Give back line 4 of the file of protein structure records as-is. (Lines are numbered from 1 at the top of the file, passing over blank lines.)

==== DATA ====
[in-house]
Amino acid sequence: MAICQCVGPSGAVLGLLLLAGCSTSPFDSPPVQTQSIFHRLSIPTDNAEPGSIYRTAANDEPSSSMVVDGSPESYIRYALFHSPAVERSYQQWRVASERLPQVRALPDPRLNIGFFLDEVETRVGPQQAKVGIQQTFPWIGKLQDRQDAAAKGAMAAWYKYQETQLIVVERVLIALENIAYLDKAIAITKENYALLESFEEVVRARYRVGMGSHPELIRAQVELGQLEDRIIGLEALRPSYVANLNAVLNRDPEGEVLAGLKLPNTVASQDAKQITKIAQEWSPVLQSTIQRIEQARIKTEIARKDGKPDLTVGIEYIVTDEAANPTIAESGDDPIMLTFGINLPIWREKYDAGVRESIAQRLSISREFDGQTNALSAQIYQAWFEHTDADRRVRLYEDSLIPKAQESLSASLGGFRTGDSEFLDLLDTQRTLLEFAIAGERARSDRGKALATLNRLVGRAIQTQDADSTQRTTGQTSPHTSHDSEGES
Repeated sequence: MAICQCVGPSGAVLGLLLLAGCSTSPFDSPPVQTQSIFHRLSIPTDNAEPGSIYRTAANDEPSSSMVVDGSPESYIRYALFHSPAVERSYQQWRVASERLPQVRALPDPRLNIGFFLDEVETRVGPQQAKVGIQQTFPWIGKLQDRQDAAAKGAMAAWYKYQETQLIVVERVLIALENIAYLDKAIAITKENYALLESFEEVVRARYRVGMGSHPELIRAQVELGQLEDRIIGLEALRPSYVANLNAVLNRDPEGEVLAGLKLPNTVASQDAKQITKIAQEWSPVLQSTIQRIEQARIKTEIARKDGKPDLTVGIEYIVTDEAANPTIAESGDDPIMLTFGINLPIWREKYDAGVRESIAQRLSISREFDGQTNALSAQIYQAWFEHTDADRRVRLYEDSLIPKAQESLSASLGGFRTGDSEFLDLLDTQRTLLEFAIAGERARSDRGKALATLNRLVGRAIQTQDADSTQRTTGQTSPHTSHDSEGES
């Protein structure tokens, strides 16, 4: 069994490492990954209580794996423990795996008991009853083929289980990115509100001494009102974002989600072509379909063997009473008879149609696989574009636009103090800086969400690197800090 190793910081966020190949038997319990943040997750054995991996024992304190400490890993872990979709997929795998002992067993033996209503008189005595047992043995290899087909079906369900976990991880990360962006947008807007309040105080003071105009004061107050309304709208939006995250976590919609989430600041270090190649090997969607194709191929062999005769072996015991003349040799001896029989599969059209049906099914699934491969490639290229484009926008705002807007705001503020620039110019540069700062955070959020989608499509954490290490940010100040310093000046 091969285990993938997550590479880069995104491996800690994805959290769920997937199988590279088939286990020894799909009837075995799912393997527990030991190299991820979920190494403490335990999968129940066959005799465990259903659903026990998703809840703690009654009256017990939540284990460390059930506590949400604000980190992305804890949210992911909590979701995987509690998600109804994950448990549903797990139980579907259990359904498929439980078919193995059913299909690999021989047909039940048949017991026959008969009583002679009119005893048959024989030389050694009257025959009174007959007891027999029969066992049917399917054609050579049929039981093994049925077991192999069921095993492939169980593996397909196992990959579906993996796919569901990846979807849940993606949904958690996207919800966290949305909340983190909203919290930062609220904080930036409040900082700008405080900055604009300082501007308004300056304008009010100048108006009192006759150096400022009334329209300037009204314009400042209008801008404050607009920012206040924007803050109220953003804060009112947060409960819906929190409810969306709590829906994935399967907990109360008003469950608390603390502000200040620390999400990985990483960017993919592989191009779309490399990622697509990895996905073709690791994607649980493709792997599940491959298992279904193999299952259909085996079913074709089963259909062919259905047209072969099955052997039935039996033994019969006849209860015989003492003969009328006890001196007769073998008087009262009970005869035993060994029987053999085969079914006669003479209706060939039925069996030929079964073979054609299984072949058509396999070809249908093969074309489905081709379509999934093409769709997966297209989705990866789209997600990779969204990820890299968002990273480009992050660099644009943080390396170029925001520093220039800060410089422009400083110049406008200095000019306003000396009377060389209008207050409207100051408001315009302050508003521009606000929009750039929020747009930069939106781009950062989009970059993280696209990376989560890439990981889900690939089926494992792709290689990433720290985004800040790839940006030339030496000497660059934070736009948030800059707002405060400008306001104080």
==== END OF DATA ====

């Protein structure tokens, strides 16, 4: 069994490492990954209580794996423990795996008991009853083929289980990115509100001494009102974002989600072509379909063997009473008879149609696989574009636009103090800086969400690197800090 190793910081966020190949038997319990943040997750054995991996024992304190400490890993872990979709997929795998002992067993033996209503008189005595047992043995290899087909079906369900976990991880990360962006947008807007309040105080003071105009004061107050309304709208939006995250976590919609989430600041270090190649090997969607194709191929062999005769072996015991003349040799001896029989599969059209049906099914699934491969490639290229484009926008705002807007705001503020620039110019540069700062955070959020989608499509954490290490940010100040310093000046 091969285990993938997550590479880069995104491996800690994805959290769920997937199988590279088939286990020894799909009837075995799912393997527990030991190299991820979920190494403490335990999968129940066959005799465990259903659903026990998703809840703690009654009256017990939540284990460390059930506590949400604000980190992305804890949210992911909590979701995987509690998600109804994950448990549903797990139980579907259990359904498929439980078919193995059913299909690999021989047909039940048949017991026959008969009583002679009119005893048959024989030389050694009257025959009174007959007891027999029969066992049917399917054609050579049929039981093994049925077991192999069921095993492939169980593996397909196992990959579906993996796919569901990846979807849940993606949904958690996207919800966290949305909340983190909203919290930062609220904080930036409040900082700008405080900055604009300082501007308004300056304008009010100048108006009192006759150096400022009334329209300037009204314009400042209008801008404050607009920012206040924007803050109220953003804060009112947060409960819906929190409810969306709590829906994935399967907990109360008003469950608390603390502000200040620390999400990985990483960017993919592989191009779309490399990622697509990895996905073709690791994607649980493709792997599940491959298992279904193999299952259909085996079913074709089963259909062919259905047209072969099955052997039935039996033994019969006849209860015989003492003969009328006890001196007769073998008087009262009970005869035993060994029987053999085969079914006669003479209706060939039925069996030929079964073979054609299984072949058509396999070809249908093969074309489905081709379509999934093409769709997966297209989705990866789209997600990779969204990820890299968002990273480009992050660099644009943080390396170029925001520093220039800060410089422009400083110049406008200095000019306003000396009377060389209008207050409207100051408001315009302050508003521009606000929009750039929020747009930069939106781009950062989009970059993280696209990376989560890439990981889900690939089926494992792709290689990433720290985004800040790839940006030339030496000497660059934070736009948030800059707002405060400008306001104080």